Quick Reads for Quick Lunches

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Yash Kesanakurthy

Staff Writer

Somewhere between starting her schooling in Saudi Arabia and finishing high school in Singapore, Yash Kesanakurthy realized that she disliked school. It was the fateful move to Vancouver, Canada for a BA in Economics (which, surprise, didn't pan out) that led her to the MA program in Children's Literature at UBC. She had fun immersing herself into the academia of children's literature but nothing beat the joy of writing for The Book Wars, being able to set aside classics and pay attention to the culture of contemporary YA. And now, everything is PB/MG/YA and nothing hurts. Well, some things hurt but nothing her bookshelf can't fix. Currently, she is working on her own YA fantasy novel and an all-ages picturebook. Her life goals include: getting a pet dog, getting published, and presenting you dear readers and Rioters with posts that engage and entertain. (Maybe not in that order?) Blog: The Book Wars Twitter: @SeeYashTweet

I hope I’m not the only one who thinks lunch breaks at work go by faster than should be scientifically possible. And in the event that you failed to make lunch for yourself, most of your lunch break would consist of walking to your eatery of choice and waiting for your food, thereby reducing the amount of time you have to read in peace as you shovel food in your face.

For someone like me, this quick start-and-stop throws a wrench in my daily scheduled reading. I prefer diving into compelling fiction that make me flip pages at an alarming rate, while wishing the book would never end. So, reading books like Miles Morales: Spider-Man by Jason Reynolds during my lunch break is proving to be a frustrating experience because every time I have to put the book down I mentally draft a resignation letter just so I can finish my damn book.

So after a few deep breaths and some calming tea, I have come up with books that will let me stop with ease and yet welcome me back with open flaps the next day:

Curry: Reading, Eating, and Race by Naben Ruthnum

This is a short collection of essays that explore how a dish that doesn’t technically exist can both bind and ostracize various peoples and cultures. Of course, it is far more complex than that, so despite its length Curry is the perfect lunch read. Ruthnum’s writing demands some time away from the page, it asks you to unpack what you’ve just read and re-examine your own ideas on food and people. The essays are sure to be kicking around in your brain long after you’ve put Curry down—which is precisely what makes it easy to dive back in the next day.

Dead Light March by Daniel José Older

This novella is the latest in the Shadowshaper Cypher series by Older. It is set between the first book Shadowshaper and the sequel novella Ghost Girl in the Corner and before the upcoming Shadowhouse Fall novel. Except, in my opinion, it could also serve as a good introduction to the series. In my case, it served as a reminder of all the reasons I love Older’s work. Partly fantasy and partly social critique, it caused So Many Feelings. It was nice to put down the book before I was moved to yell THIS IS SOME GOOD SHIT to nobody in particular.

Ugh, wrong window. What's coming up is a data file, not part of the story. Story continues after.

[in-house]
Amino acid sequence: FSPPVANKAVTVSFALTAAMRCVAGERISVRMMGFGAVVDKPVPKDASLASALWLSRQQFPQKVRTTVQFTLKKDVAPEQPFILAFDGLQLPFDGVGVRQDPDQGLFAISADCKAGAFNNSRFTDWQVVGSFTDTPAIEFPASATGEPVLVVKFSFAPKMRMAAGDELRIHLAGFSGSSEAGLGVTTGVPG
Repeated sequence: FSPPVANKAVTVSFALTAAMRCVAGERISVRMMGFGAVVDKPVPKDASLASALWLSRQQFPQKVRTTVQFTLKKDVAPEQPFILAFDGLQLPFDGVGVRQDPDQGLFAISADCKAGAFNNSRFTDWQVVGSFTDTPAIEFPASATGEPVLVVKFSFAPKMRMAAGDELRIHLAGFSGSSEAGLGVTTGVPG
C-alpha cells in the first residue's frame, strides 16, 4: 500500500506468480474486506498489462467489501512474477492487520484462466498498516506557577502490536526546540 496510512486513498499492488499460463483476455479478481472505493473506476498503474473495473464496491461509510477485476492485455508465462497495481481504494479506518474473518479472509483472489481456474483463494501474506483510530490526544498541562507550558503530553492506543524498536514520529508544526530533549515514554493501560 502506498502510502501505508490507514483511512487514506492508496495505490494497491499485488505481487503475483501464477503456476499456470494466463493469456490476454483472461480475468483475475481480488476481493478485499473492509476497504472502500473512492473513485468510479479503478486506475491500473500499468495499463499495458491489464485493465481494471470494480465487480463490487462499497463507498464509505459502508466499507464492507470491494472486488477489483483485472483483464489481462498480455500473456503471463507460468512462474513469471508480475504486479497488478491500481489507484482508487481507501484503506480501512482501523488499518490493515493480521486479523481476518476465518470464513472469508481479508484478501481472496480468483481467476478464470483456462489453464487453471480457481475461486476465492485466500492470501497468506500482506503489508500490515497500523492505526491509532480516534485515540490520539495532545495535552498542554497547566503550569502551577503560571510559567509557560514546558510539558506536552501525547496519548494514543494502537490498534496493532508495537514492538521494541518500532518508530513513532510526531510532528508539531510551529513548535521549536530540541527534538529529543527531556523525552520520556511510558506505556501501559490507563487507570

Cucumber Quest by Gigi D. G.

I don’t know if everyone puts off reading their comic hauls for months at a time, but personally I don’t want to power through everything so fast that the wait for the next comic festival feels unbearably long. And yet, I also don’t want the excitement of new comics to fade away. So, every once in a while, I take a break from non-fiction like Curry and pick something from my TCAF haul to delight in. Cucumber Quest (Volume 1) is a stand-out favourite for me this year. It offers a fresh (yes, ‘tis a pun) and adorable take on the Chosen One trope, while joyfully muddling gender stereotypes in fantasy. You could finish it all in one go, or pace yourself and read a chapter per lunch break. It’ll always welcome you back and wave you goodbye, depending on what your schedule demands.

The Second Mango by Shira Glassman

I read this a while ago, but I remember taking a lot of breaks between reading this, the first book in the Mangoverse series. The Second Mango is a sweet romance/adventure with lots of moments to swoon over and food mentions to drool over. I can see this being the perfect thing to read while digging into some comfort food in the middle of a stressful day at work. In fact, I think I’ll make the next book, Climbing the Date Palm, my new lunch break read.

So far, it seems that this is the range of what I can handle during my breaks: short non-fiction, novellas that aren’t too intense, and fun adventures/romances. I’m not sure what it is about these that makes it as easy to drop as it is to pick up. All I know is that it works and I can keep my job.